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Masaka study watches people who don’t know they’re HIV-positive die with AIDS

Masaka study: repeated community surveys with HIV tests

In 1989, researchers funded by government of the United Kingdom (UK; specifically, the Medical Research Council and Overseas Development Administration) and approved by the Ugandan Ministry of Health and National Council of Science and Technology, began a series of repeated annual surveys in 15 villages in Masaka District in southwest Uganda.[1] During each annual survey, researchers took blood from all willing residents (including children in at least some years) to test for HIV. The study team did not tell people the results of these tests. People had to visit a nearby clinic for an additional test to find out if they were infected. Few people went. Before 2004, “approximately 10% of the population knew their HIV status.”[quote from page 223 in reference 2]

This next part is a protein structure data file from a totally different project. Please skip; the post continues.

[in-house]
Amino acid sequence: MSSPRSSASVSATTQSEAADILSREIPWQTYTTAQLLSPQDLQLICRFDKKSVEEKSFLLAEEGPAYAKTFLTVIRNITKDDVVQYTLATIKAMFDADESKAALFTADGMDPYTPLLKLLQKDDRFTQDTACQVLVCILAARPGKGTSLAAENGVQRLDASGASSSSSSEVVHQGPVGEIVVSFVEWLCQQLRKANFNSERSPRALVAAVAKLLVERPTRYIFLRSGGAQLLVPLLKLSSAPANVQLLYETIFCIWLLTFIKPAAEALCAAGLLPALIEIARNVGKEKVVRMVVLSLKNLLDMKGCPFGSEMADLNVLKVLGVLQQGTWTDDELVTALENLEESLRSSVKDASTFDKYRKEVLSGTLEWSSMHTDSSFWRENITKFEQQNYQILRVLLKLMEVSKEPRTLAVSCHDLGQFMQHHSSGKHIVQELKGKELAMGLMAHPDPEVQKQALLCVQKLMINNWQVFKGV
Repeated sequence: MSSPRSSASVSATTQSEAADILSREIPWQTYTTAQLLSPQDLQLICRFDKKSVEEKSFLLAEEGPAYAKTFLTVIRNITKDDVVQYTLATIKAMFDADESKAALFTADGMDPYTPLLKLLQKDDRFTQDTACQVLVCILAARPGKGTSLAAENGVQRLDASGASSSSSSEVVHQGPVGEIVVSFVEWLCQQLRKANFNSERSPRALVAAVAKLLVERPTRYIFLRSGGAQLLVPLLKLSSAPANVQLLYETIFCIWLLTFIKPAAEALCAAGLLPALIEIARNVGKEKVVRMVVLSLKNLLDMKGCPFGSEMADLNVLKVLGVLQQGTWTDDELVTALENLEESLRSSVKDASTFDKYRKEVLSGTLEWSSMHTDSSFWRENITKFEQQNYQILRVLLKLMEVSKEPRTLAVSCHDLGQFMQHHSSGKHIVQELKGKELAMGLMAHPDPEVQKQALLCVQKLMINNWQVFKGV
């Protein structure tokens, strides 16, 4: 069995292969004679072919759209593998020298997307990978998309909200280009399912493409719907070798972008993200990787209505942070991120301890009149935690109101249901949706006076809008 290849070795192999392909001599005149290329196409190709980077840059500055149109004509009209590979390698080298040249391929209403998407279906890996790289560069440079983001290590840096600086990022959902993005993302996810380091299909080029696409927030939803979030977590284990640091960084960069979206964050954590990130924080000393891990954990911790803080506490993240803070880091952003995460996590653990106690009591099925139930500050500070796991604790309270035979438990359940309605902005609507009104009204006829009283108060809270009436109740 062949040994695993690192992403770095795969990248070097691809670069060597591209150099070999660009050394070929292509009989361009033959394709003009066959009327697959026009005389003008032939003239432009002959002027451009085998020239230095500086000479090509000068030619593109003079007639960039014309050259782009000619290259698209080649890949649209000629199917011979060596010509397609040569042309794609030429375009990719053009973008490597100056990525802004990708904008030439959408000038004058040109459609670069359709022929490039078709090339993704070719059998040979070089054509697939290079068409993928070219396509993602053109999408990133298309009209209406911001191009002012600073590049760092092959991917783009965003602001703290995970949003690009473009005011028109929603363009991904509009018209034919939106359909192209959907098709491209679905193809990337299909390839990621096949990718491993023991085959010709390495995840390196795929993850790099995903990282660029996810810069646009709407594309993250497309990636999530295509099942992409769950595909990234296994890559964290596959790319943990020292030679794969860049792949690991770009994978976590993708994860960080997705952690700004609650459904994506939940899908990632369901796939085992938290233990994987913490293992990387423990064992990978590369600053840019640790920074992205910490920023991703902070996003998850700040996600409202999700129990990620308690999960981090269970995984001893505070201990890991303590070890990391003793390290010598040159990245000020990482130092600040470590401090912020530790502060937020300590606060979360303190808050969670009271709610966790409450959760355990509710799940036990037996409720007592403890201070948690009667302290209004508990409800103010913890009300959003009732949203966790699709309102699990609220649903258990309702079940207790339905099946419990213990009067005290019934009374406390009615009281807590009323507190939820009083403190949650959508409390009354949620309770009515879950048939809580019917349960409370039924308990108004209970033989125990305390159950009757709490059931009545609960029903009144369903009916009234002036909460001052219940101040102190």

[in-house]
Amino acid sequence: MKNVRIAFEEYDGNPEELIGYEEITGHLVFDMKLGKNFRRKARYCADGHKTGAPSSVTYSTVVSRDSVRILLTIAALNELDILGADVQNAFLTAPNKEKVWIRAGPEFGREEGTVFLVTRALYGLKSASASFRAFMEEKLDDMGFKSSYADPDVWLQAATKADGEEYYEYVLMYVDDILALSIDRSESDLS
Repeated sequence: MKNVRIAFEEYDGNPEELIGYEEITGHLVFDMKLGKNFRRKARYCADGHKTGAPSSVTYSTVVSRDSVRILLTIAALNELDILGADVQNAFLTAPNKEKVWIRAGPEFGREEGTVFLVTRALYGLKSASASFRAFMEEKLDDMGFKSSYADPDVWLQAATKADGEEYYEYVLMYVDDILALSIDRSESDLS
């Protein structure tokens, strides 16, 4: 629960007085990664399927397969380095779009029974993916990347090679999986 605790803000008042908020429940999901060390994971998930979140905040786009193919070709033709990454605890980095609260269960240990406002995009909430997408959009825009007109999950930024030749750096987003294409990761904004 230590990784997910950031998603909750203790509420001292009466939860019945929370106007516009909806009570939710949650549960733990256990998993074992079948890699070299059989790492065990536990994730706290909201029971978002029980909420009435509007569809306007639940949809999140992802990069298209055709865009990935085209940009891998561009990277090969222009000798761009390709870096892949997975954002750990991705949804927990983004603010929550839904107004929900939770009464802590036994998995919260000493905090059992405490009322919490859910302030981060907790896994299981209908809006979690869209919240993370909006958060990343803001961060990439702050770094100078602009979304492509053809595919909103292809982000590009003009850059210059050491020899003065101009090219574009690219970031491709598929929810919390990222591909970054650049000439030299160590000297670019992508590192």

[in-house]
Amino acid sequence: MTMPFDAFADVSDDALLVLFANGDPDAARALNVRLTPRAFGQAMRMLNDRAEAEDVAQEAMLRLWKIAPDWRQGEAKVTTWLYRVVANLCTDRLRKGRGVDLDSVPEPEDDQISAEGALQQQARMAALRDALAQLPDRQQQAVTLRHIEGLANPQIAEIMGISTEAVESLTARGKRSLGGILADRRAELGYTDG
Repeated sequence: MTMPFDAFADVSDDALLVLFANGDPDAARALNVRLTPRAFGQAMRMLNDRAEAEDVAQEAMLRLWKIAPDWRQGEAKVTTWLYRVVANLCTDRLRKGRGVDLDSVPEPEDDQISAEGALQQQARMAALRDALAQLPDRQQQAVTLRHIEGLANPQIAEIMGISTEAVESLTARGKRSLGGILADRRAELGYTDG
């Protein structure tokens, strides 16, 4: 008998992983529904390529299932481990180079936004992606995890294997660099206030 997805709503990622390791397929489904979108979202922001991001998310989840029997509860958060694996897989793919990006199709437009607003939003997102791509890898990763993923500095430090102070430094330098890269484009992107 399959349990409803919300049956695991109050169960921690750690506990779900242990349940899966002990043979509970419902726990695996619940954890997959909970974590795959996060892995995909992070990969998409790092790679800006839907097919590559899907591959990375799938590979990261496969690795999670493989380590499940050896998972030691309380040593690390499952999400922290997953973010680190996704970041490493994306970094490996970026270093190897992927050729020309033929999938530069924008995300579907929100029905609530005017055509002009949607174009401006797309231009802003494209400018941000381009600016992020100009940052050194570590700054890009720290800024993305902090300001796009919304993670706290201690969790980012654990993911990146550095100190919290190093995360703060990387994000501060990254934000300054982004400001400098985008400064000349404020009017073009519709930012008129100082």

Masaka study’s Natural History Cohort

Beginning in 1990, the Masaka study invited adults who tested HIV-positive during annual surveys, their HIV-negative spouses, and a similar number of HIV-negative adults into a Natural History Cohort, asking them to attend a study clinic every three months.[3] The Masaka study didn’t tell Cohort members their HIV status; since the Cohort included both HIV-positive and HIV-negative adults, being in the cohort said nothing about whether a member was or wasn’t infected.